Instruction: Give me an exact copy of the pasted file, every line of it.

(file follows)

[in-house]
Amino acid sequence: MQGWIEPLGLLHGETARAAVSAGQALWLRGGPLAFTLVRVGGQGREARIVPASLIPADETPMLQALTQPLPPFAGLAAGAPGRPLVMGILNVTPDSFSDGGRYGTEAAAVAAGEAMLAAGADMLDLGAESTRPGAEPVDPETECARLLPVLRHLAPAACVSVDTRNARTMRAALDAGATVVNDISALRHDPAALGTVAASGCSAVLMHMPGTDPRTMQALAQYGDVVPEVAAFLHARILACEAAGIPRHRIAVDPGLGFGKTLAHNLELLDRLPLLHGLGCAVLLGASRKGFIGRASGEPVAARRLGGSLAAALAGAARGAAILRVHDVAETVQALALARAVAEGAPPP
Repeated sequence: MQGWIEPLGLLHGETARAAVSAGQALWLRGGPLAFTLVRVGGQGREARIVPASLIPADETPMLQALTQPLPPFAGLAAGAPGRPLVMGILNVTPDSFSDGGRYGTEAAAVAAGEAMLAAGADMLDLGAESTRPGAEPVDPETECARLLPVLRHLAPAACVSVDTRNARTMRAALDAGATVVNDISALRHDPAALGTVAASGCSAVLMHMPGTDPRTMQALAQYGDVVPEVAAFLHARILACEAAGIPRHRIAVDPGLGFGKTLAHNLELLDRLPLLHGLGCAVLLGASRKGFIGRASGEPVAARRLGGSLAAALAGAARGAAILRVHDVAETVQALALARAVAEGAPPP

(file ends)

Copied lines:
[in-house]
Amino acid sequence: MQGWIEPLGLLHGETARAAVSAGQALWLRGGPLAFTLVRVGGQGREARIVPASLIPADETPMLQALTQPLPPFAGLAAGAPGRPLVMGILNVTPDSFSDGGRYGTEAAAVAAGEAMLAAGADMLDLGAESTRPGAEPVDPETECARLLPVLRHLAPAACVSVDTRNARTMRAALDAGATVVNDISALRHDPAALGTVAASGCSAVLMHMPGTDPRTMQALAQYGDVVPEVAAFLHARILACEAAGIPRHRIAVDPGLGFGKTLAHNLELLDRLPLLHGLGCAVLLGASRKGFIGRASGEPVAARRLGGSLAAALAGAARGAAILRVHDVAETVQALALARAVAEGAPPP
Repeated sequence: MQGWIEPLGLLHGETARAAVSAGQALWLRGGPLAFTLVRVGGQGREARIVPASLIPADETPMLQALTQPLPPFAGLAAGAPGRPLVMGILNVTPDSFSDGGRYGTEAAAVAAGEAMLAAGADMLDLGAESTRPGAEPVDPETECARLLPVLRHLAPAACVSVDTRNARTMRAALDAGATVVNDISALRHDPAALGTVAASGCSAVLMHMPGTDPRTMQALAQYGDVVPEVAAFLHARILACEAAGIPRHRIAVDPGLGFGKTLAHNLELLDRLPLLHGLGCAVLLGASRKGFIGRASGEPVAARRLGGSLAAALAGAARGAAILRVHDVAETVQALALARAVAEGAPPP